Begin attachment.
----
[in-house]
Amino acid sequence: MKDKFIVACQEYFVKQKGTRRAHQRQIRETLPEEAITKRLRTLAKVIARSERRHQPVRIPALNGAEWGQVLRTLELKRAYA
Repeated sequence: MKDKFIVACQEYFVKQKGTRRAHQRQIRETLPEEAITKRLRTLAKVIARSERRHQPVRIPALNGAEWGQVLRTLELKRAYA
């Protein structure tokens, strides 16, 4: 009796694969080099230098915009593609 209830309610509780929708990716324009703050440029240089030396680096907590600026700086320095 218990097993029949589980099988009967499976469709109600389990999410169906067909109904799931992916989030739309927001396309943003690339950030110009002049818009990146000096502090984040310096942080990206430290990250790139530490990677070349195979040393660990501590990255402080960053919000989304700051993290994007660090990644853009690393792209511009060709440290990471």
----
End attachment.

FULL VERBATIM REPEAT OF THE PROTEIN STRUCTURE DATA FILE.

[in-house]
Amino acid sequence: MKDKFIVACQEYFVKQKGTRRAHQRQIRETLPEEAITKRLRTLAKVIARSERRHQPVRIPALNGAEWGQVLRTLELKRAYA
Repeated sequence: MKDKFIVACQEYFVKQKGTRRAHQRQIRETLPEEAITKRLRTLAKVIARSERRHQPVRIPALNGAEWGQVLRTLELKRAYA
């Protein structure tokens, strides 16, 4: 009796694969080099230098915009593609 209830309610509780929708990716324009703050440029240089030396680096907590600026700086320095 218990097993029949589980099988009967499976469709109600389990999410169906067909109904799931992916989030739309927001396309943003690339950030110009002049818009990146000096502090984040310096942080990206430290990250790139530490990677070349195979040393660990501590990255402080960053919000989304700051993290994007660090990644853009690393792209511009060709440290990471």